An environmental policy with surprising foresight
After 20 years of no central environmental policy, the Ministry of Infrastructure and Water Management is taking back the reins with a new Environmental Policy Program. From 1970 to 2000, the Netherlands was the European leader, but in the years since then, it has gone into a slump. What can we learn from the heyday of Dutch environmental policy? Rebel draws lessons from the National Environmental Policy Plans for the new Program.
The rise and fall of environmental policy
In the late 1980s, when the realization dawns that environmental pollution and climate change are long-term problems with great consequences, the first comprehensive environmental policy comes around the corner. The National Environmental Policy Plan (NEP) “Choose or Lose” is presented in 1989 in response to the RIVM’s worrying and startling report “Zorgen voor morgen” (Caring for Tomorrow). A groundbreaking step, the environment gets an important place on the political and social agenda. This Dutch policy is also followed with interest internationally. A new National Environmental Policy Plan was published every four years until 2001.
Figure: environmental policy over time
Since 2001, many thematic policies have been implemented that are directly related to the environment: agriculture, mobility, climate, water, forests, and industry. Steps have been taken in mobility and energy transition has taken off. But major concerns remain regarding nitrogen, water quality, biodiversity, and air quality. New scientific insights (e.g. on carcinogenic properties of substances) lead to the need to formulate additional policies. A better environment cannot be achieved only on separate themes – such as nitrogen, plastics as well as water quality. Waterbed effects, spatial limitations in the Netherlands and the connection between natural processes in water, soil, and air lead to the need for an integrated approach to the environment as well. Hence the need for a new National Environmental Program, which the Ministry of Infrastructure and Water Management is currently working on.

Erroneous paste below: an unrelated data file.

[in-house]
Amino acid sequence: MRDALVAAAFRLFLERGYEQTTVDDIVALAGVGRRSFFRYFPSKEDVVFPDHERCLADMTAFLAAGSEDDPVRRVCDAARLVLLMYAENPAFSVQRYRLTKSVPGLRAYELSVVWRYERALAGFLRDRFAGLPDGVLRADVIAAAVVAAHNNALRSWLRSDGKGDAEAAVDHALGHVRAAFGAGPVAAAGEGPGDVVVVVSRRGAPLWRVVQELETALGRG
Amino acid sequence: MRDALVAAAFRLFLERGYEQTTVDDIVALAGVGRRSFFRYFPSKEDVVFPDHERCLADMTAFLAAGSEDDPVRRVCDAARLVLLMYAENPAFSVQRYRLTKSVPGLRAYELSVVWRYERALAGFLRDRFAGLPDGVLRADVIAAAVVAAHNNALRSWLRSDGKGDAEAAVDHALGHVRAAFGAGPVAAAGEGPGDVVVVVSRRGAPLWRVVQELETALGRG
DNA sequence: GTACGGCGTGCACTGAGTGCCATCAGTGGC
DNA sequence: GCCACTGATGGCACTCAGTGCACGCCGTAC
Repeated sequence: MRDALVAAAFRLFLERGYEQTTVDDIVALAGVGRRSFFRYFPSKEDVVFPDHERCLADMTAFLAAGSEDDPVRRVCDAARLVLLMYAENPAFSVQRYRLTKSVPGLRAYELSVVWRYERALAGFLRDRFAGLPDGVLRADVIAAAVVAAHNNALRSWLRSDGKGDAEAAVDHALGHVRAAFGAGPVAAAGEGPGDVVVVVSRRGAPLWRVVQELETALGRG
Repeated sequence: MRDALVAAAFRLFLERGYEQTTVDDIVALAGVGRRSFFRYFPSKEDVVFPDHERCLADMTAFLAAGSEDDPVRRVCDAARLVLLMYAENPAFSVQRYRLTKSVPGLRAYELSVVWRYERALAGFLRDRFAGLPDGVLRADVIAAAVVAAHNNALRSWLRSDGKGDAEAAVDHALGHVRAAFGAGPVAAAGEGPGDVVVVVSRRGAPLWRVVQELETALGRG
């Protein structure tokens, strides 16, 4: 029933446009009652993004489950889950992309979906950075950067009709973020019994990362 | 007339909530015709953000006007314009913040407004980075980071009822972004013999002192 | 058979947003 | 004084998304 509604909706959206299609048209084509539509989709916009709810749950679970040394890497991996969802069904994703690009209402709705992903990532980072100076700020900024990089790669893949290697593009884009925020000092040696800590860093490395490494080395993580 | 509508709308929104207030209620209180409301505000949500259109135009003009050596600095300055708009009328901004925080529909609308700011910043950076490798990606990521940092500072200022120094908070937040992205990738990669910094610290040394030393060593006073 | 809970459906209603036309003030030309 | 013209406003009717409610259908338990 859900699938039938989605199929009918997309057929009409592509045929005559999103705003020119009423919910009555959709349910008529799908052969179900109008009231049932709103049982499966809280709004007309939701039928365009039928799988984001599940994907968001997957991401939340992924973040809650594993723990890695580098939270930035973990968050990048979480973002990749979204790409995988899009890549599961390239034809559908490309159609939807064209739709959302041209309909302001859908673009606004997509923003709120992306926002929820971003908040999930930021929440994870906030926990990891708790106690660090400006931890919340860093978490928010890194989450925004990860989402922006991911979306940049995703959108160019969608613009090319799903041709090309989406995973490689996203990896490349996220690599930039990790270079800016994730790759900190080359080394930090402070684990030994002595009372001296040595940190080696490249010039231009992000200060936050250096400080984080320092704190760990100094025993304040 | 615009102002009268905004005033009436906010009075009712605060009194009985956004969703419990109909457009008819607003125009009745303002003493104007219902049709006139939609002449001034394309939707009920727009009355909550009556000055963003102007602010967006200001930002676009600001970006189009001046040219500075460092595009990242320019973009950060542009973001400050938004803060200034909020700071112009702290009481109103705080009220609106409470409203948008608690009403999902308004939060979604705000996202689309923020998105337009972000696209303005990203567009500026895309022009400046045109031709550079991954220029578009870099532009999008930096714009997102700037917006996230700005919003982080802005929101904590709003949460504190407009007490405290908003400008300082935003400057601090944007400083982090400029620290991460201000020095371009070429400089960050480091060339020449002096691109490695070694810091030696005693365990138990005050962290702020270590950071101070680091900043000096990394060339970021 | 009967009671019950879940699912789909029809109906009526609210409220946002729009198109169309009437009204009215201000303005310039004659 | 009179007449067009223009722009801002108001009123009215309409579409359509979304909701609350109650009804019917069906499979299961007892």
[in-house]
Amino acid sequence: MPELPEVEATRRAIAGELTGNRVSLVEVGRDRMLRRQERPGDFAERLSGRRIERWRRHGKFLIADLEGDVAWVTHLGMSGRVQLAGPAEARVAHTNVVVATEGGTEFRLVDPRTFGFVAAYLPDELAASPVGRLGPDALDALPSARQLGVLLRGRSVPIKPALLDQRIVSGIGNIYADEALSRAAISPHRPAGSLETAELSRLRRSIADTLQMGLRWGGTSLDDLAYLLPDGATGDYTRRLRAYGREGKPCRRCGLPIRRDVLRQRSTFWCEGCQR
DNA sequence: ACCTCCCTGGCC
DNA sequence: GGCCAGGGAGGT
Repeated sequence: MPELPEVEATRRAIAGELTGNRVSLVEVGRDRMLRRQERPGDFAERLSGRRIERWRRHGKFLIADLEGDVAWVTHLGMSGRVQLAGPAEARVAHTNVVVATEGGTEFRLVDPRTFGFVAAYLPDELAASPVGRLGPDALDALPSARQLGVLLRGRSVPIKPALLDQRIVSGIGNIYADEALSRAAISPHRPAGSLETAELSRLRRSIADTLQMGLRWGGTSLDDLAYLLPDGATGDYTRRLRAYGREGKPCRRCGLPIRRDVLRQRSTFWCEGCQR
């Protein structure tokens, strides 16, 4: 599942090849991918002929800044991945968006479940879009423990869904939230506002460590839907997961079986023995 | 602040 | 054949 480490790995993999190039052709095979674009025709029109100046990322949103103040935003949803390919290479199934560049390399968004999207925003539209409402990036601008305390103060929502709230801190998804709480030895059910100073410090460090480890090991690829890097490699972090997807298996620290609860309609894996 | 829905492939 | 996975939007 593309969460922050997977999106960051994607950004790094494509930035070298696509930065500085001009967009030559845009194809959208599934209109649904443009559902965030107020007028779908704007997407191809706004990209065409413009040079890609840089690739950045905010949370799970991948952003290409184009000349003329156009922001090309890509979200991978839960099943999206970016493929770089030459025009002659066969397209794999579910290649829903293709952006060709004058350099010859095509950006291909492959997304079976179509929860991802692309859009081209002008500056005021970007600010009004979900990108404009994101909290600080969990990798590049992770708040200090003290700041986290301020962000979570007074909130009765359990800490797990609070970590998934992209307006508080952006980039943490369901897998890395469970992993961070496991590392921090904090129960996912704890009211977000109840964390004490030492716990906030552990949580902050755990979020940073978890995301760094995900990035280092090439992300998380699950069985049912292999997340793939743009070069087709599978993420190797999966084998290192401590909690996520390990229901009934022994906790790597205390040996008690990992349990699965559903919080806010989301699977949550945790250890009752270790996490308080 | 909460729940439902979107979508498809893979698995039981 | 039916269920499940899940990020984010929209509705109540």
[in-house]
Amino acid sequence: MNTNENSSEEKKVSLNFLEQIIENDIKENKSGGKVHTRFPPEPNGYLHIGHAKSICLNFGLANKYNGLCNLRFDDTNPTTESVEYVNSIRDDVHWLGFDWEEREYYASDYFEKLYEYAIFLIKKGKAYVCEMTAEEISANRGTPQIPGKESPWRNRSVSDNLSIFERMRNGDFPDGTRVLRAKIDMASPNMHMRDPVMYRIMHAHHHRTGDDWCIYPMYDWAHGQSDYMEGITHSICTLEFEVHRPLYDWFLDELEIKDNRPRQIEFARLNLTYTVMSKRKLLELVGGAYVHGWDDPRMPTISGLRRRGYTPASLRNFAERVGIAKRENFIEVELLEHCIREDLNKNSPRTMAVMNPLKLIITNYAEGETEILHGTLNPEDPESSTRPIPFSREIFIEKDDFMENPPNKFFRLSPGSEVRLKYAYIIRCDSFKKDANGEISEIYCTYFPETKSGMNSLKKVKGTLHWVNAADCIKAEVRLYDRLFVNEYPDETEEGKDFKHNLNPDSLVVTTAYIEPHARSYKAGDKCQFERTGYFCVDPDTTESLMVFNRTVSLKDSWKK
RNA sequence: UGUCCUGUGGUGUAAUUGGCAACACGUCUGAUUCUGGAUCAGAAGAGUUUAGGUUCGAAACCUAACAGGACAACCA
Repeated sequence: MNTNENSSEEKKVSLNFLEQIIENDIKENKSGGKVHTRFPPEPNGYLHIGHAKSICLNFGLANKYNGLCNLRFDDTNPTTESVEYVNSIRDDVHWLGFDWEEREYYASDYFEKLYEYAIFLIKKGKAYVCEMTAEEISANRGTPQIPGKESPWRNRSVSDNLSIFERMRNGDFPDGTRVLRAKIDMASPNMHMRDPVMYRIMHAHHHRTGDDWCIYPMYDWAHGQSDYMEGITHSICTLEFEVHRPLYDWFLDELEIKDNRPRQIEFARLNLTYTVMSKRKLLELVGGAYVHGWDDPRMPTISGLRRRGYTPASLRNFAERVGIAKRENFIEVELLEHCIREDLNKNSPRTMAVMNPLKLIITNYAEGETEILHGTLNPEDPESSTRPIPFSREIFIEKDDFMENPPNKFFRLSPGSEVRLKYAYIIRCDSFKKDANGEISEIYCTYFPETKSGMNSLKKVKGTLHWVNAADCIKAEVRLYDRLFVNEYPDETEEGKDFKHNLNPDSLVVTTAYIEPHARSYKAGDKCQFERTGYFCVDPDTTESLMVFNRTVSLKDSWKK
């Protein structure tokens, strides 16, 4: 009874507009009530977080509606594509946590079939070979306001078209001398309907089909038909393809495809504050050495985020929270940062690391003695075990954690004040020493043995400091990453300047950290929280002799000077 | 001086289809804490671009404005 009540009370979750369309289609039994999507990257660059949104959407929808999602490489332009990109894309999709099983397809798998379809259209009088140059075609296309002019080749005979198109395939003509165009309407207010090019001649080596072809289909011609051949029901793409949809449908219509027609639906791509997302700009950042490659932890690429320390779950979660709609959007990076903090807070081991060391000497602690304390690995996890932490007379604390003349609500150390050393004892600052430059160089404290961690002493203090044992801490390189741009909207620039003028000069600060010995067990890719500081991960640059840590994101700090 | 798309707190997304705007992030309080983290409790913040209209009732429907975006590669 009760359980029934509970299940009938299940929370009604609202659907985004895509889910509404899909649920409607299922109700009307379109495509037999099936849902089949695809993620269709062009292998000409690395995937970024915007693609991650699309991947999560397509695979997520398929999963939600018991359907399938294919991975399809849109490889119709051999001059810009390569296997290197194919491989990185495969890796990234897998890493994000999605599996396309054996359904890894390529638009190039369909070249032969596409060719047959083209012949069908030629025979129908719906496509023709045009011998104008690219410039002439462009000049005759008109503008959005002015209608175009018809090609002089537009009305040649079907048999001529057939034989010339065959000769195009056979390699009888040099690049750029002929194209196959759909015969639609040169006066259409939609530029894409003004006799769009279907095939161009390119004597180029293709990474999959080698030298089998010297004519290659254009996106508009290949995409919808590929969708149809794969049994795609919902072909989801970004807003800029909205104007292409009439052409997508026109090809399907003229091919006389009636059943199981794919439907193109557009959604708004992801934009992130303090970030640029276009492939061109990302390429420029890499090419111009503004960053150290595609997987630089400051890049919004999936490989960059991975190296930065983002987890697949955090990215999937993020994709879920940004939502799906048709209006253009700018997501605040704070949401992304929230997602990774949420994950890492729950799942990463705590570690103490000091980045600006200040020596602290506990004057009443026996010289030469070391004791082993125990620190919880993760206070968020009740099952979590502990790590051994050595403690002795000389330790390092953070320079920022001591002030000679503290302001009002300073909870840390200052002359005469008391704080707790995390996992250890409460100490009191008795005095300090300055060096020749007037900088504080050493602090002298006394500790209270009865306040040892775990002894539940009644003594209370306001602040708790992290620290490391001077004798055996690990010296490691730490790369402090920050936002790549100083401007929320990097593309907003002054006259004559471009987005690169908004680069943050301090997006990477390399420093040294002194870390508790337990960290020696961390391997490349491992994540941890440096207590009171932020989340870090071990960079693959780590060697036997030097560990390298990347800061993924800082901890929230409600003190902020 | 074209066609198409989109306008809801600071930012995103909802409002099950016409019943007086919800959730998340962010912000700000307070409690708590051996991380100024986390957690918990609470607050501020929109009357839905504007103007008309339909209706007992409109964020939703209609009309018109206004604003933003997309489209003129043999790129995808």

To learn from the successes and setbacks of previous environmental policies, Rebel was asked by the Ministry of Infrastructure and Water Management to draw lessons from previous NEPs over two months. What has become of the plans from the NEPs and what were the success and failure factors? Because of the short lead time, Rebel’s analysis is not comprehensive or complete, but it draws lessons for the future with an eye to context.
Figure: characteristics of different environmental policies
Rebel, therefore, focused primarily on the effectiveness of the instruments that were deployed. Which instruments contributed to whether or not the goals were met? What factors influenced this? Instruments analyzed include covenants, economic incentives, and standardization. The instruments were analyzed in the context of several themes, such as nitrogen dioxide emissions, desiccation, and waste treatment. The question was always asked: have the set goals been achieved? Did the instruments contribute to this and what were important success or failure factors?